Interview: Ivan Capelli
Ivan Capelli had a Grand Prix career of 98 races, with spells at Tyrrell, AGS. Leyton House, Ferrari and Jordan. Prior to that he was 1983 Italian Formula 3 champion, European F3 champion the following year. His Formula 1 debut was in 1985 at the Grand Prix of Europe with Tyrrell. After a sporadic Formula 1 career, he finally got a full-time ride with Leyton House March, and in 1988 and scored his first podium finish at Spa. In 1990, in a car designed by Adrian Newey the team looked set for a 1-2 in France. Capelli, who led, eventually finished second to Alain Prost’s Ferrari. In 1992, he achieved his dream of signing for Ferrari, but his delight soon turned to disappointment, a period in his career which – as you will read – he is very honest about. Today he is a commentator for Italian TV channel RAI, and still races. We caught up with him at the 2012 Australian Grand Prix in Melbourne. Enjoy a fascinating read.
Have you ever searched yourself on YouTube? (If so, what’s the best clip?)
Ahh yes absolutely! I found a clip concerning Estoril, 1988. Or at Jerez in 1988. Both are good.
Unfortunately someone posted the ‘parking’ video in Monte Carlo when I crashed with the Ferrari, so probably this is the worst one.
Portugal Grand Prix, Estoril , 1988 – Ivan Capelli overtakes Senna and finishes 2nd after qualifying 3rd.
What was your most satisfying race, whether you won or not?
I think that for sure the French Grand Prix 1990, because from the beginning on Friday as soon as we put the car on the circuit, I understood immediately that we could get a good result that weekend. We were positive for the whole three days and the race was just fantastic. Unfortunately not for the last two laps, but otherwise was great!
What was the first racecar you bought with your own money?
My first racing car – my father payed for that, and again with the money of my father when I moved to Formula 3 in 1982. Basically I didn’t have enough budget for that first year in F3 so I had to borrow some money from my father. That is the first time I put my hand in the pocket.
Who was your fiercest rival and why?
I don’t have a real answer to that. I didn’t have a biggest rival, because I never had the opportunity to stay at the top like some other drivers and to fight for the championship to focus the attention on one person or one driver. I guess the answer is basically all the drivers! We had a very good time at Leyton house sharing the team with Mauricio Gugelmin. Do I would say being my first friend and rival, it would be ‘Morris’ from then. Everybody makes the comparison with your teammate.
Which car you’ve driven is your favourite?
The 1988 Leyton House March for sure was the best Formula 1 car that I drove, and the worst one the 1992 Ferrari, with the double flat bottom.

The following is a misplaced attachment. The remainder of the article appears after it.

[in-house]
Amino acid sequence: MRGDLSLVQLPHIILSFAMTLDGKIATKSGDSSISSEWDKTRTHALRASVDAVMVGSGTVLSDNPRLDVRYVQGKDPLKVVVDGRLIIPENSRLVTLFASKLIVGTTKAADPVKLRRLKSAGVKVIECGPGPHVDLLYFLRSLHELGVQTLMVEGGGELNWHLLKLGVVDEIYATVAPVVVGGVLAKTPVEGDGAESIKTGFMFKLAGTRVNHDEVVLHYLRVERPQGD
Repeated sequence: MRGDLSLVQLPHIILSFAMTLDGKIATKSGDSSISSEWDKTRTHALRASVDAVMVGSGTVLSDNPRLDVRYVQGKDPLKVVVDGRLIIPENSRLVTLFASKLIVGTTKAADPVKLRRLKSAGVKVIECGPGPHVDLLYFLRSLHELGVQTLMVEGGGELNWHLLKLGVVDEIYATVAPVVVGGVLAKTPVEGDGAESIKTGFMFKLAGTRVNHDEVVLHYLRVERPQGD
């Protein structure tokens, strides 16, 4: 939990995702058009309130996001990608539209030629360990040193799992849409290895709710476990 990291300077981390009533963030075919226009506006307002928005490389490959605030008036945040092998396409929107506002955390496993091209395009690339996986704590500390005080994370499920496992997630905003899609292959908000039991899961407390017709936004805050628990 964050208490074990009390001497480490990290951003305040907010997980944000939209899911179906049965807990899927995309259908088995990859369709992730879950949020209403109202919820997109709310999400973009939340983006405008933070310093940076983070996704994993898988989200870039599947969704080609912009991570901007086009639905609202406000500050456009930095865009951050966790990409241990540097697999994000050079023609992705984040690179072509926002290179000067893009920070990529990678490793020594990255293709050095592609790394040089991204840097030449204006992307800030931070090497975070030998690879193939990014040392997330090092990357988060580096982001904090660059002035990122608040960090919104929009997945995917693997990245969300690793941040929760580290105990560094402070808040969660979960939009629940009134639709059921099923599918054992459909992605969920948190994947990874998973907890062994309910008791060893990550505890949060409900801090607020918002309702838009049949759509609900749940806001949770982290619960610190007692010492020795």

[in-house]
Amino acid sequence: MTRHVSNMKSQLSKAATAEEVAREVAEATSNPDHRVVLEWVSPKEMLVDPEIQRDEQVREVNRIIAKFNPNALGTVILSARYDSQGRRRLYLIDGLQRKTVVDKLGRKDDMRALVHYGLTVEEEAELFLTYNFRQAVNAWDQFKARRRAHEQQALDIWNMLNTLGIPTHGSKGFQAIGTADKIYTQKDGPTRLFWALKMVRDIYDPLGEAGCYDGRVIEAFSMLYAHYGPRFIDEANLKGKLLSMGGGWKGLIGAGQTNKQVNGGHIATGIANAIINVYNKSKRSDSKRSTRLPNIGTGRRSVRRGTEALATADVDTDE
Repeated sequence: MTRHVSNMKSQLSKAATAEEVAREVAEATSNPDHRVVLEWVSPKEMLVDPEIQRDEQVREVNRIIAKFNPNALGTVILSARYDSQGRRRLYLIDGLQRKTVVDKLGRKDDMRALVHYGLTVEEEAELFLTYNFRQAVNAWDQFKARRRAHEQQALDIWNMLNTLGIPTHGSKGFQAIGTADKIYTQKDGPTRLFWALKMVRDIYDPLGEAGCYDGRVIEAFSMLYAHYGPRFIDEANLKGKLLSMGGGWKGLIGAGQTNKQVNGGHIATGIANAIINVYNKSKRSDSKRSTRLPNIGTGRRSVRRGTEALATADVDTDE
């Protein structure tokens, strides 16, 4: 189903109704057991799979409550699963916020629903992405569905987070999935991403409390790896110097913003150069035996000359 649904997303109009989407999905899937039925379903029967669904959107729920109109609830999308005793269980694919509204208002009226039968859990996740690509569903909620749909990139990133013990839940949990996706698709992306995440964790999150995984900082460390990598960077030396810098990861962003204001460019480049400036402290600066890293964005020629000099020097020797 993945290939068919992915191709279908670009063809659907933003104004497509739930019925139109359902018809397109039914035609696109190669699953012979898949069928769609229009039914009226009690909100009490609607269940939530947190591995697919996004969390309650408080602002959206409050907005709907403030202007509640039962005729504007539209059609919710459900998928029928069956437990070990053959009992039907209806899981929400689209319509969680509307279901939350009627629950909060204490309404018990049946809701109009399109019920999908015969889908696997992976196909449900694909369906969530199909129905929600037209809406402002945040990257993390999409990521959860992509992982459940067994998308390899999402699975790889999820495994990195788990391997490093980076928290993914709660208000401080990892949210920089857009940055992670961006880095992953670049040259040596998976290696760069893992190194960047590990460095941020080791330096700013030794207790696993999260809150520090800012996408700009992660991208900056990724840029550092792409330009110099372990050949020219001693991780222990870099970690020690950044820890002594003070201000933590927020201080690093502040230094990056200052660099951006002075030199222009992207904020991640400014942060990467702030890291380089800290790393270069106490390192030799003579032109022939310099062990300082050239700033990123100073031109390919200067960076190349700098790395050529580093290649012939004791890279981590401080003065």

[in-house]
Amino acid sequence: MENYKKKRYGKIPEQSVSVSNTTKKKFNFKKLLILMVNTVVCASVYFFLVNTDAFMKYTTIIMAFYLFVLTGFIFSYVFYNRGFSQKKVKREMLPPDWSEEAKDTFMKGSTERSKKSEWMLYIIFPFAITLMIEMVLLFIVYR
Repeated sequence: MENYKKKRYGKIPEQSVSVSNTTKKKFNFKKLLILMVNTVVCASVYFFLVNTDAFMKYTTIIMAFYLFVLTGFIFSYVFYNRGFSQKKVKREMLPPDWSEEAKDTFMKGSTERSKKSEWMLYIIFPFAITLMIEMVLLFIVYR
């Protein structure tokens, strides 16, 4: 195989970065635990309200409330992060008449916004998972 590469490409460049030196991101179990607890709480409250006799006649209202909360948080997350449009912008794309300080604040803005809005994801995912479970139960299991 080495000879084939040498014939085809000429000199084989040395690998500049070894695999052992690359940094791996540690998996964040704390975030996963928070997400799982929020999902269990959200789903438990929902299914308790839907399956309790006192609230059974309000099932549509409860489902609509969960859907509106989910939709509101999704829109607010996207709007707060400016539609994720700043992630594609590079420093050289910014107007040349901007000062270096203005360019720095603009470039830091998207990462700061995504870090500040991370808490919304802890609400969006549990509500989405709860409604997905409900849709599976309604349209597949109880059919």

What is the greatest racing car ever built?
I think putting altogether passion and technique and so on, I really like the McLaren 1988/1989 with the turbo engine. That was really a nice car. It was clean and everything was perfect.
Which racing car would you most like to own?
I would like the 2004 Ferrari because it’s the one that dominated the championship with Michael, and probably is now worth a lot of money! So probably that one – because it’s a dream!
The non-dream answer for sure is my first private car. I remember my first mini when I was just 18 years old, so now I regret not having kept that car with me.
Was racing better then or now?
Every era there is a different F1. I had the opportunity to test F1 cars or historic cars – very, very old – and I was amazed with the feeling. I was thinking of the Mille Miglia race on the gravel with trees near the road at 170-180 kph with those kind of cars. Then to see these Formula1, or modern cars, corner at Silverstone or in other circuits – Eau Rouge and Raidilllon for example – at Spa at 310 kph is just amazing.
It’s something that you just have to appreciate. The moment you are involved in this ‘circus’ that is Formula 1, because every time there is something different that becomes typical from that period. I think that the modern F1 has the opportunity probably to touch more people over the world because of the internet and communications systems, and probably if we could have had this 20 years ago with drivers like Prost, Mansell, Boutsen, etc – human but more personal – F1 could have a better response from the people.
Who is the greatest driver of all time?
Ayrton. Just one word.
I had the opportunity to race him in karting, but I didn’t race him in F3. Then I met him in F1 obviously. But if I close my eyes I can still see Ayton lapping in karts in a special hairpin corner. He was arriving and sliding the kart and then controlling the slide, and at the same time putting one hand on the carburettor to increase the cooling and also the oil in the engine. He was just the only driver who could do that.
(Ed-note: While explaining this in the Melbourne paddock, Ivan was very animated in his chair, imagining himself being sideways with one hand on the wheel, one hand covering the carb. It was very obvious that is a clear image in his mind.)
What was your biggest “holy shit” moment?
Ahhhh… I must say unfortunately Ferrari, because I didn’t have the opportunity to really feel comfortable with the car. And at the same time I didn’t catch how much the pressure was around me, to be able to control it and to get from this pressure more energy to put into driving.
I was not able to do that, and probably that is why I did not continue. There are some drivers that from the pressure and tension around them they can get this and transform this into performance.
Unfortunately I was not able to and this was probably my limit.
What is your favourite racing livery or logo?
From the ‘70s there are a lot of logos. But I think Leyton House colour in the ‘80s was quite particular. The colour was called green, but in reality it was Miami Blue. You can always see our car in the pictures from ‘89-90 – that means that the colour worked well.
Which drivers, dead or alive would you most like to have dinner with?
Hmmmm. Good question. If I had a time machine… Tazio Nuvolrari because to see this little man, thin, he must be a legend.
Jim Clark, because Clark is for me the passion – the passion, the speed, and at the same time I would say just the quality of him as a person.